-1

I frequently come across the term system tool, so I wanted to understand the exact meaning of it in Linux.

Which of the following three explanations of a system tool in Linux is correct?

  1. Is a system tool in Linux a tool that is installed for the system to use? (I don't know if the linux kernel calls tools such as grep, ls out of site of the terminal user.)

  2. Or is a system tool a tool that is installed in the system via dnf only, for users of the system to use? This would make jupyter-notebook installed via dnf a system tool.

  3. Is a system tool simply a commandline tool which means that it does not matter how the tool was installed i.e. a tool installed using pip or dnf is a system tool?

update:

To provide context in which the term is used, examples of usages of the term "system tool" are in this thread

closed as unclear what you're asking by muru, Thomas Dickey, dirkt, Jeff Schaller May 26 at 13:37

Please clarify your specific problem or add additional details to highlight exactly what you need. As it's currently written, it’s hard to tell exactly what you're asking. See the How to Ask page for help clarifying this question. If this question can be reworded to fit the rules in the help center, please edit the question.

  • 2
    Could you please point us to some of these usages of the term so that we may see the context in which the term is used? – Kusalananda May 25 at 21:17
  • 3
    You tagged the question with linux-kernel. Could you say something about the relationship between the question and the Linux kernel (it's not mentioned in the question). Also, what makes you think that Linux systems have a specific definition of this term, as opposed to other Unix systems (or for that matter, other operating systems besides Unix)? – Kusalananda May 25 at 22:18
  • 1
    I don't thinks it has an official definition, but probably any tool found in LSB would qualify. – Jasen May 25 at 23:03
  • @Kusalananda , I have updated the question with examples of the term "system tool" which is used frequently in the linked fedora mailing list – MyWrathAcademia May 27 at 15:51
  • @Jasen , can you expand on what you mean by LSB? – MyWrathAcademia May 27 at 15:53
2

AFAIK there is no Linux-specific meaning for "system tool". A system tool is a program that is used to manage the system itself, instead of using it for "productive" use. A network connection manager or a disk formatter are system tools. A server software such as Apache or an office suite are not.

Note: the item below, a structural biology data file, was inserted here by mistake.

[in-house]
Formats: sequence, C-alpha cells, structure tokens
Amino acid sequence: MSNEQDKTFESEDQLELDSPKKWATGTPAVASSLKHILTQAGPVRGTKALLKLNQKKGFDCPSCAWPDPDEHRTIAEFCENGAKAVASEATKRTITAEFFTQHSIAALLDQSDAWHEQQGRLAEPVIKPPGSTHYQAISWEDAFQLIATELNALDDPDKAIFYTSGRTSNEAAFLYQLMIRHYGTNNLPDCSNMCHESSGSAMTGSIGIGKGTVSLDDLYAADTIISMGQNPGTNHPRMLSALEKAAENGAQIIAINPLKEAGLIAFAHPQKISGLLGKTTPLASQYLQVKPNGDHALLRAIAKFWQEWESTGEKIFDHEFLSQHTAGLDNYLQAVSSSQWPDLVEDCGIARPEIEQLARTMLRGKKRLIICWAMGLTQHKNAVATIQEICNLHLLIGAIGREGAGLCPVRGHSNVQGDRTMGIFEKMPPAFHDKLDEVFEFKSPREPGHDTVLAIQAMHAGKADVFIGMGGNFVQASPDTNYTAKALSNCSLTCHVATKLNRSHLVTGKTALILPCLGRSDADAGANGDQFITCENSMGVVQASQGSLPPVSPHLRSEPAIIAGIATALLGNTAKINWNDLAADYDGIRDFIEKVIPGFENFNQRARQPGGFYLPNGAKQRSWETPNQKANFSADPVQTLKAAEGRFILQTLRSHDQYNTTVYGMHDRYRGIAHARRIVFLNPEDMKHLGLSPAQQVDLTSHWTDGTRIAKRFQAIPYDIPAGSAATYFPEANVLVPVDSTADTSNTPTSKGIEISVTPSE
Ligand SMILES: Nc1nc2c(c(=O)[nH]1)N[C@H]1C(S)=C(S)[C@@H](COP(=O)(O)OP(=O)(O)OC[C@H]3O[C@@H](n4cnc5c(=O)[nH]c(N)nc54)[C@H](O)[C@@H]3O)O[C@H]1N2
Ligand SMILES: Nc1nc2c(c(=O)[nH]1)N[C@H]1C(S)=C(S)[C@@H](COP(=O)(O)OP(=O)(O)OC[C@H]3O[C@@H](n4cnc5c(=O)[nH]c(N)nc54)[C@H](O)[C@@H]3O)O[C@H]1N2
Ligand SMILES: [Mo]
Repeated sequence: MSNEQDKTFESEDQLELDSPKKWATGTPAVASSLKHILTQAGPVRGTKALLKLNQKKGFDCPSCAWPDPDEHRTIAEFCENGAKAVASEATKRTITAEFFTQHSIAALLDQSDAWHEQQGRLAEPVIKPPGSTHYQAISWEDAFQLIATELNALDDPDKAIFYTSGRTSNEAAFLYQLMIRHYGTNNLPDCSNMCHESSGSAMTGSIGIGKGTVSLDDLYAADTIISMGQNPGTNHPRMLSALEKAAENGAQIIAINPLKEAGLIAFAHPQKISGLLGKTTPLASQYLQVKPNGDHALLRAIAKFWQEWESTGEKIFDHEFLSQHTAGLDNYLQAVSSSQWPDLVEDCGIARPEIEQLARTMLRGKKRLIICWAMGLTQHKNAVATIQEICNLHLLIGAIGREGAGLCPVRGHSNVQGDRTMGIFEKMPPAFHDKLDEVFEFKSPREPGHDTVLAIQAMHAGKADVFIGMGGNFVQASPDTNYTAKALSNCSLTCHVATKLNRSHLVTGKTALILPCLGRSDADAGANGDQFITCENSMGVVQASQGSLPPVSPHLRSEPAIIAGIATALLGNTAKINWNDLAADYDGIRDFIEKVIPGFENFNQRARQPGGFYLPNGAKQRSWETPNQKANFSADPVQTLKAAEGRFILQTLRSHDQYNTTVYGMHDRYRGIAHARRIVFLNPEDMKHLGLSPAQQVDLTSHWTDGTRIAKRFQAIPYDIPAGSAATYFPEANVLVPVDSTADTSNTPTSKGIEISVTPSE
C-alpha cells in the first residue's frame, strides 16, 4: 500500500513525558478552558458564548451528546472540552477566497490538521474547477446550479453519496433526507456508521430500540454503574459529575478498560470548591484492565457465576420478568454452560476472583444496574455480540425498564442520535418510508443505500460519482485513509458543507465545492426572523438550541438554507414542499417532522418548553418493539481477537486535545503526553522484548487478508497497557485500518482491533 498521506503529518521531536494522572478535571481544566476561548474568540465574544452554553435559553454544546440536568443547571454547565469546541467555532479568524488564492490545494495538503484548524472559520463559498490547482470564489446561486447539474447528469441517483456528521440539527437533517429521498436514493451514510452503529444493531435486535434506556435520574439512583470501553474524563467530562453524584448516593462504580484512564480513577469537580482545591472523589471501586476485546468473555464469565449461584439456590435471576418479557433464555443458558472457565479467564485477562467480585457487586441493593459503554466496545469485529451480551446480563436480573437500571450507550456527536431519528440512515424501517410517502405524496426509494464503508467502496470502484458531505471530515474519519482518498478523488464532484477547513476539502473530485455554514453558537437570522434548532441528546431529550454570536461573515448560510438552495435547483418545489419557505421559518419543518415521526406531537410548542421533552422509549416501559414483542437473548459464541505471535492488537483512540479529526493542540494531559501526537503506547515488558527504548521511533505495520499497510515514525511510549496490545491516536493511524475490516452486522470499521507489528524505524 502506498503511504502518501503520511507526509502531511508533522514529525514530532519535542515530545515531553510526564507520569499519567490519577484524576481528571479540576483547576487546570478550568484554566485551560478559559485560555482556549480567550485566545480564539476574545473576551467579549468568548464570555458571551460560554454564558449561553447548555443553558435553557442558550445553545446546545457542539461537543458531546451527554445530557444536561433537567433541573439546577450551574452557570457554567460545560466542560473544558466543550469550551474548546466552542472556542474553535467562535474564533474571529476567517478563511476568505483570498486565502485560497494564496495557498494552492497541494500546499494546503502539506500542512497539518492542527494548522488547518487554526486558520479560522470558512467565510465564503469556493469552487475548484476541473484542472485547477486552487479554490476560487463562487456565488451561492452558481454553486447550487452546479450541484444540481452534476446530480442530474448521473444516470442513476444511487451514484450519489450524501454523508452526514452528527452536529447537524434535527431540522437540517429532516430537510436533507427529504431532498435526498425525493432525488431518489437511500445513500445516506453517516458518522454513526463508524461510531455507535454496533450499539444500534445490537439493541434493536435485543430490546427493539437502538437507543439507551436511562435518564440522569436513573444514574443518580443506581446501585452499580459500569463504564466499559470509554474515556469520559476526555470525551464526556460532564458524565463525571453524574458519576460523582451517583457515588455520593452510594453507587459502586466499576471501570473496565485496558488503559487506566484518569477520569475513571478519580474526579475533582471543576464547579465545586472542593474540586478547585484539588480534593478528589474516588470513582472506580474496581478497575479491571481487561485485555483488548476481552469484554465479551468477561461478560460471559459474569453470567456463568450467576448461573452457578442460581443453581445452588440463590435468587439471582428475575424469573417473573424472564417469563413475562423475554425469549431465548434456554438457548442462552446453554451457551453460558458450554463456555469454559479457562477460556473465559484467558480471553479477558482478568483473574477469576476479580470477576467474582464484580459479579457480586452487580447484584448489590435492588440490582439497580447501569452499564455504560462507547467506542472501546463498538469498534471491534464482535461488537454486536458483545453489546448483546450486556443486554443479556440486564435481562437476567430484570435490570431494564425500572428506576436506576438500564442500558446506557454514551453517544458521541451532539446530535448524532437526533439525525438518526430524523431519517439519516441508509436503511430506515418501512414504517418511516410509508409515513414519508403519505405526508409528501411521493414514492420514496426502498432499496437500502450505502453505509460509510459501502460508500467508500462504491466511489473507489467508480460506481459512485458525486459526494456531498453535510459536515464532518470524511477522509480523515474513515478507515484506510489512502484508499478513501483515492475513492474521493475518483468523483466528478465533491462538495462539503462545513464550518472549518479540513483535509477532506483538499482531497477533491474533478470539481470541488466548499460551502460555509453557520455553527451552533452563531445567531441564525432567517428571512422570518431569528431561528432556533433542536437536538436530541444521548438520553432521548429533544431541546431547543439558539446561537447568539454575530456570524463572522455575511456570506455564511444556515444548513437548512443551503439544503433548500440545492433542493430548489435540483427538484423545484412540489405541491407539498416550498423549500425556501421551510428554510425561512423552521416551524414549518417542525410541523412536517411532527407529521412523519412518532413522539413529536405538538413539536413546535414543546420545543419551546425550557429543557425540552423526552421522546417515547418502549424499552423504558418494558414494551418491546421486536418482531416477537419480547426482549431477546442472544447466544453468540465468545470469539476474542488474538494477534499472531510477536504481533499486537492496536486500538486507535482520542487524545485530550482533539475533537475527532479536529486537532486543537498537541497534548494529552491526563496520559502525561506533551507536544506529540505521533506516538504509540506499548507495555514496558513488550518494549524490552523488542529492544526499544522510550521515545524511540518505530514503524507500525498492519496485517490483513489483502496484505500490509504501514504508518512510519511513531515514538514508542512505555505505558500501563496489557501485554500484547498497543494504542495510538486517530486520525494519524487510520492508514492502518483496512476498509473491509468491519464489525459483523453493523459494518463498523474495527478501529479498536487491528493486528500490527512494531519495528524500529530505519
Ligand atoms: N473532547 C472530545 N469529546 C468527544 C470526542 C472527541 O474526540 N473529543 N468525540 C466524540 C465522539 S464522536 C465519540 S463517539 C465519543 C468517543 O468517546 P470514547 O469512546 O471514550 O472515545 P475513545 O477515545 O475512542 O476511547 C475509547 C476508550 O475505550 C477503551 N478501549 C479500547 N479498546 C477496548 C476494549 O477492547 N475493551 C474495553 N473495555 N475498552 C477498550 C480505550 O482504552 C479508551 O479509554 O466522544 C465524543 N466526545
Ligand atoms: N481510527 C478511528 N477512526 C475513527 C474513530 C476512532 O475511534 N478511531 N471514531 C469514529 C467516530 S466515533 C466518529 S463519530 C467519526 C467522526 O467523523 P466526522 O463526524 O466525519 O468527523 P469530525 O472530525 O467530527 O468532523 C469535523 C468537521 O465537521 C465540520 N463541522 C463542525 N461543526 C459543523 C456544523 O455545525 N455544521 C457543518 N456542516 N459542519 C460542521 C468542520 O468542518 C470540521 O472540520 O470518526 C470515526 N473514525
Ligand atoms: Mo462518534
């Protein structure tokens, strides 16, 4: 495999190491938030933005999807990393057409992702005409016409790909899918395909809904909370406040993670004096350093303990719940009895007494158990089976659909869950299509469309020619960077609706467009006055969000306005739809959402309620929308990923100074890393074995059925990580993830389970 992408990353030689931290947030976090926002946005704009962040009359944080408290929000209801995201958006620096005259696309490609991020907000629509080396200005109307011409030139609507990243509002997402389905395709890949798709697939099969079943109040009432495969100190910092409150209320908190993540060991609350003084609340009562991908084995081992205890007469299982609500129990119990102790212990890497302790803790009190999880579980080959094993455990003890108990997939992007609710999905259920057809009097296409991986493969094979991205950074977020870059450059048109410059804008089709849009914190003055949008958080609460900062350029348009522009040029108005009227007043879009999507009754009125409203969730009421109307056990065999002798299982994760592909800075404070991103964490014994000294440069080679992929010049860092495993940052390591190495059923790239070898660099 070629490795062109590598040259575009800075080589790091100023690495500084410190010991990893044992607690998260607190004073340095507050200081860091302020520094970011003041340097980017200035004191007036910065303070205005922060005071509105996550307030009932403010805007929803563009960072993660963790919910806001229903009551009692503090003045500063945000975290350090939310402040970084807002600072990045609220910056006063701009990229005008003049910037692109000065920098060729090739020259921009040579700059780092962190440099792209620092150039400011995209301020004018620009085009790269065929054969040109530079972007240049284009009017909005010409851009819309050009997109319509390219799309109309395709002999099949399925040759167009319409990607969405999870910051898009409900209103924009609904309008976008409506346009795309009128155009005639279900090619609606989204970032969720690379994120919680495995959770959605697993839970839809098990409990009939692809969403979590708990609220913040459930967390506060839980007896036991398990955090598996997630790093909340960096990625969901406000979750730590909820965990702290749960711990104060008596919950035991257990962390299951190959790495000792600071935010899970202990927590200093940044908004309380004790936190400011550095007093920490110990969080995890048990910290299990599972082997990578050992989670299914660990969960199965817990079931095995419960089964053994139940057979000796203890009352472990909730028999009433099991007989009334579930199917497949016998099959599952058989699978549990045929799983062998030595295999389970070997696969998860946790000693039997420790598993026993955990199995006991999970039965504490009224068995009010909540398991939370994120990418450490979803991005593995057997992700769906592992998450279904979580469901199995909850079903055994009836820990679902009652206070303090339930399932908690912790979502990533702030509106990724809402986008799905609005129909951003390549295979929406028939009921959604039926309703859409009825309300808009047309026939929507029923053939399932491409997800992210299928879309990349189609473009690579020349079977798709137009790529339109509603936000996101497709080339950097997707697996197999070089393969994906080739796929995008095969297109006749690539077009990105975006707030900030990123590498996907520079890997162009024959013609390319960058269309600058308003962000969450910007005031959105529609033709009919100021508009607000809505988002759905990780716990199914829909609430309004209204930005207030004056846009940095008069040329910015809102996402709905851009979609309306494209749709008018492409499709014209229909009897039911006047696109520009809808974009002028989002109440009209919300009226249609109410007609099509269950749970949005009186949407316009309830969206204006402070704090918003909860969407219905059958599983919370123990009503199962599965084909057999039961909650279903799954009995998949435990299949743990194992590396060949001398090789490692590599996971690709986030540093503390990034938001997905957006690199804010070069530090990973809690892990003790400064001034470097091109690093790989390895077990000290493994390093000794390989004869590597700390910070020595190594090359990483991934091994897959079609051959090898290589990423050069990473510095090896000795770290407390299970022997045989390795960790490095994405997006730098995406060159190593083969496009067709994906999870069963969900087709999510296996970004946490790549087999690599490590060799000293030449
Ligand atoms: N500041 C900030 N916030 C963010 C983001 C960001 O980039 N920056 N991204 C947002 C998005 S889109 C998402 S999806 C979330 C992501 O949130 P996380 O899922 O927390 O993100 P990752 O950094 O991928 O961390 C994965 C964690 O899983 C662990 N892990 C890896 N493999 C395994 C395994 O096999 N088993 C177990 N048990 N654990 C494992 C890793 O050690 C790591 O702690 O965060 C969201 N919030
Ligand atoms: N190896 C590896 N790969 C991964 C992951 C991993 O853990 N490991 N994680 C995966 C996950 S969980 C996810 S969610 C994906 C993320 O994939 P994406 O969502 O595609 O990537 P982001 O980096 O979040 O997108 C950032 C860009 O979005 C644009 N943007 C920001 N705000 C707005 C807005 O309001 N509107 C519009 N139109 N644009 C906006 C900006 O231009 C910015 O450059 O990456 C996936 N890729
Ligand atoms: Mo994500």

grep and ls are "utilities". They can be used as part of system tools or for productive use...

  • I appreciate the effort. I have updated the question with examples of usages of the term "system tool". From that link, particularly this comment I get the idea that a dnf installed jupyter notebook is considered a system tool – MyWrathAcademia May 27 at 15:58
  • @MyWrathAcademia Just because some software developer thinks Jupyter is a system-tool does not make him correct. For that matter, what is a "system"? Is it a single computer? What about a VM with multiple containers that work together (in a "pod" by some nomenclatures) to provide a unified solution or application? You're underlying issue is you are trying to get concrete definitions for terms that are not precise fixed language. The word "hacker" is a classic example. Does "hacker" equate to malicious, criminal, or bad-intentioned people? The answer depends entirely on perspective and history. – 0xSheepdog May 27 at 16:11
  • @0xSheepdog , you make a good point. I guess because the quote was from one of the maintainers of fedora which is my system's distro, I took that fedora developer's word as gospel – MyWrathAcademia May 27 at 16:31
  • And what a software developer, and system developer, and a system administrator consider to be a "system tool" can be wildly different. It's a matter of perspective. – 0xSheepdog May 27 at 16:58
  • I see, there is no standardized meaning of the term "system tool" – MyWrathAcademia May 27 at 17:53

Not the answer you're looking for? Browse other questions tagged or ask your own question.